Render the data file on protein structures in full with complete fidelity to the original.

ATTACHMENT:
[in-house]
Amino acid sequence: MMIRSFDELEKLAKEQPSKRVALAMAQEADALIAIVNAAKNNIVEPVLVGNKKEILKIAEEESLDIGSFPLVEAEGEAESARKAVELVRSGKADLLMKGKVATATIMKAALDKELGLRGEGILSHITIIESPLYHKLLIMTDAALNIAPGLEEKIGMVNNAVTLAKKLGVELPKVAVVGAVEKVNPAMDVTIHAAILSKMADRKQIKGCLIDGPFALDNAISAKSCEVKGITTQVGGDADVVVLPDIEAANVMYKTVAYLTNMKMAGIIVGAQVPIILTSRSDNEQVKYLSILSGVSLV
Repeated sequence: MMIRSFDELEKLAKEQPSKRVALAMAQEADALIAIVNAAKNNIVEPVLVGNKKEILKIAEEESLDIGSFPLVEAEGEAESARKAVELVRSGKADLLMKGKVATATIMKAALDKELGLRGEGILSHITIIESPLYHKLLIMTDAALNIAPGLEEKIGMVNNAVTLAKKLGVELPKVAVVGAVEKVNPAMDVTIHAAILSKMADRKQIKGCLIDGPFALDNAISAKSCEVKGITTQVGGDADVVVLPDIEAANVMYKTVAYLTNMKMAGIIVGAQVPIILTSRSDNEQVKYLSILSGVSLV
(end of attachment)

[in-house]
Amino acid sequence: MMIRSFDELEKLAKEQPSKRVALAMAQEADALIAIVNAAKNNIVEPVLVGNKKEILKIAEEESLDIGSFPLVEAEGEAESARKAVELVRSGKADLLMKGKVATATIMKAALDKELGLRGEGILSHITIIESPLYHKLLIMTDAALNIAPGLEEKIGMVNNAVTLAKKLGVELPKVAVVGAVEKVNPAMDVTIHAAILSKMADRKQIKGCLIDGPFALDNAISAKSCEVKGITTQVGGDADVVVLPDIEAANVMYKTVAYLTNMKMAGIIVGAQVPIILTSRSDNEQVKYLSILSGVSLV
Repeated sequence: MMIRSFDELEKLAKEQPSKRVALAMAQEADALIAIVNAAKNNIVEPVLVGNKKEILKIAEEESLDIGSFPLVEAEGEAESARKAVELVRSGKADLLMKGKVATATIMKAALDKELGLRGEGILSHITIIESPLYHKLLIMTDAALNIAPGLEEKIGMVNNAVTLAKKLGVELPKVAVVGAVEKVNPAMDVTIHAAILSKMADRKQIKGCLIDGPFALDNAISAKSCEVKGITTQVGGDADVVVLPDIEAANVMYKTVAYLTNMKMAGIIVGAQVPIILTSRSDNEQVKYLSILSGVSLV